Some counties have seen fewer overdose deaths in recent years. Lucas County (Toledo), Richland County (Mansfield), and Butler County (north of Cincinnati) have had noticeable drops in overdose deaths compared to other counties.

How to Get Help for Addiction in Cincinnati Ohio

If you or someone you know is struggling with addiction in Cincinnati, there are ways to get help. Here are some steps you can take:

  • Visit a doctor: A doctor can provide medical help and advice. They can refer you to treatment programs and support groups.
  • Call a helpline: You can call helplines like SAMHSA (Substance Abuse and Mental Health Services Administration) National Helpline at 1-800-662-HELP (4357). They provide free, confidential help and can connect you with local resources.
  • Find local support groups: Many support groups in Cincinnati, like NA (Narcotics Anonymous) and AA (Alcoholics Anonymous) offer a safe space to talk about your experiences and get support from others who understand.
  • Check local government resources: Cincinnati has local government resources that can help. The Hamilton County Public Health Department and Cincinnati Health Department offer programs and services for addiction recovery. They can guide you to the right treatment centers and support networks.

Remember, asking for help is a brave and important step towards recovery. You are not alone and can find people and resources to support you.

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Get Help for Drug & Alcohol Addiction at Ohio Recovery Centers

At Ohio Recovery Centers, we help people overcome drug and alcohol addiction with outpatient treatment. This means you get the care you need while doing your daily activities. We also have more intensive outpatient programs for people who need extra support to stay sober.

Our Cincinnati rehab offers treatments tailored to each person because everyone’s addiction is different. We use a mix of medicines, therapy, and counseling to help you get better. You can also try other holistic treatments and be part of a supportive, sober community.

Call our recovery experts at 877-679-2132 for help.

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Joseph Gilmore

Joseph Gilmore has been working in the addiction industry for half a decade and has been writing about addiction and substance abuse treatment during that time. He has experience working for facilities all across the country. Connect with Joe on LinkedIn.
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Christopher Glover CDCA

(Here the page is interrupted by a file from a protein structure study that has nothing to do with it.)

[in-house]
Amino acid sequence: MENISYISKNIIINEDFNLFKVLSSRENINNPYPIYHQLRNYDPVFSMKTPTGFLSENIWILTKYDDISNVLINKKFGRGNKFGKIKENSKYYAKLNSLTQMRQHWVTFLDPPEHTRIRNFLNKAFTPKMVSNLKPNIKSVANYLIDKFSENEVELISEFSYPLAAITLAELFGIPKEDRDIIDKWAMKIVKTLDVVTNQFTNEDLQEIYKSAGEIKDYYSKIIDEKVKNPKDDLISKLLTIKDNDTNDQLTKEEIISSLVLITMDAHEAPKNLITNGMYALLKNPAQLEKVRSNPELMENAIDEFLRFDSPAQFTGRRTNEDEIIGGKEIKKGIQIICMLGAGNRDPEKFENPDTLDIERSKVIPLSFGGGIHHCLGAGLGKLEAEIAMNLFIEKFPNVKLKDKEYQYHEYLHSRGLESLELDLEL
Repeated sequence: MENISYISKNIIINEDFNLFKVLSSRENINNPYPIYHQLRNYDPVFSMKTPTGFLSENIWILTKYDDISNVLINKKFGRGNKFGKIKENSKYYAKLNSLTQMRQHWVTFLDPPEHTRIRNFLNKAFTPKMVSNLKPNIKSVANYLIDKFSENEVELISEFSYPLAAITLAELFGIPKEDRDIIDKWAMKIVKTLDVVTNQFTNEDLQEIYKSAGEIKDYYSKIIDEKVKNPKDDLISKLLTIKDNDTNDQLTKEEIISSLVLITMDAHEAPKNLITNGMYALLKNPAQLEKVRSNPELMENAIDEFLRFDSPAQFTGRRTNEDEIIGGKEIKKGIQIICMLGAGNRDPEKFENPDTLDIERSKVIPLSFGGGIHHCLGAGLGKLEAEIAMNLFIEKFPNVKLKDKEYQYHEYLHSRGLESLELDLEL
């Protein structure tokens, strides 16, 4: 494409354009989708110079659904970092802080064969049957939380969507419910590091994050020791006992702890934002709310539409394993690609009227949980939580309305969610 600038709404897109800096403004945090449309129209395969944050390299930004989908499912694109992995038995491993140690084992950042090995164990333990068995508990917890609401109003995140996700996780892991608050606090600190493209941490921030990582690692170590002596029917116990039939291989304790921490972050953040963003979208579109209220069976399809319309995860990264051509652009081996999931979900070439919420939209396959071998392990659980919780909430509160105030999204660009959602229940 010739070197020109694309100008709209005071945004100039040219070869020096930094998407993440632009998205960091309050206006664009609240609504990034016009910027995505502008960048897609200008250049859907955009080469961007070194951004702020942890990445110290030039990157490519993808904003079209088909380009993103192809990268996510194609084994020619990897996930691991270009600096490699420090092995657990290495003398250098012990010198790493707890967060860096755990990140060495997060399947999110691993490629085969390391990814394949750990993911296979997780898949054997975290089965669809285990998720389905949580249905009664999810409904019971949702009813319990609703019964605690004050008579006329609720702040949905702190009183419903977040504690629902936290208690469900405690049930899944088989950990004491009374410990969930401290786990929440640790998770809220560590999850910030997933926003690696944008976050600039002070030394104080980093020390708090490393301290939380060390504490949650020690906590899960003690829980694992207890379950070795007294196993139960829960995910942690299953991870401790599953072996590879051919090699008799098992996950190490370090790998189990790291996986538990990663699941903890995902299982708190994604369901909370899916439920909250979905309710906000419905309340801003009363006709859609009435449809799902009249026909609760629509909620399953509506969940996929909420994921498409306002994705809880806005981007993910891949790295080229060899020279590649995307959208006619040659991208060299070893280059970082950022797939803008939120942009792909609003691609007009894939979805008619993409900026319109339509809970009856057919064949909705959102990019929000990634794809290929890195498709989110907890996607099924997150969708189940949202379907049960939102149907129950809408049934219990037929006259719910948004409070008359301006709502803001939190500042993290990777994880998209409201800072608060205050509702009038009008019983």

My name is Christopher Glover, and I am from Cincinnati, Ohio. I am currently in school and working to grow in competence to better support our community. As a recovering individual I know the struggles that you or a loved one can go through and that there is help for anything you may be struggling with.

The hardest part is asking for help and we are here as a team to best support you and your decision to start your journey towards a better future. Connect with Chris on LinkedIn

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Amanda Kuchenberg PRS CDCA

I recently joined Ohio Community Health Recovery Centers as a Clinical Case Manager. I am originally from Wisconsin but settled in the Cincinnati area in my early 20s.  My career started in the fashion industry but quickly changed as I searched to find my drive and passion through helping others who struggle with addiction. 

As someone who is also in recovery, I wanted to provide hope, share lived experience, and support others on their journey.  I currently have my Peer Recovery Support Supervision Certification along with my CDCA and plan to continue my education with University of Cincinnati so I can continue to aid in the battle against substance addiction. Connect with Amanda on LinkedIn.

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Patrick McCamley LCDC III

 Patrick McCamley (Clinical Therapist) is a Cincinnati native who has worked in substance use disorder/co-occurring mental health disorder treatment since 2019. Patrick received his bachelors degree in psychology from University of Cincinnati in 2021 and received his LCDC III (Licensed Chemical Dependency Counselor) license from the Ohio Chemical Dependency Professionals Board in 2022. Patrick has worked in Clinical Operations, Clinical Case Management, and Clinical Therapy throughout his career.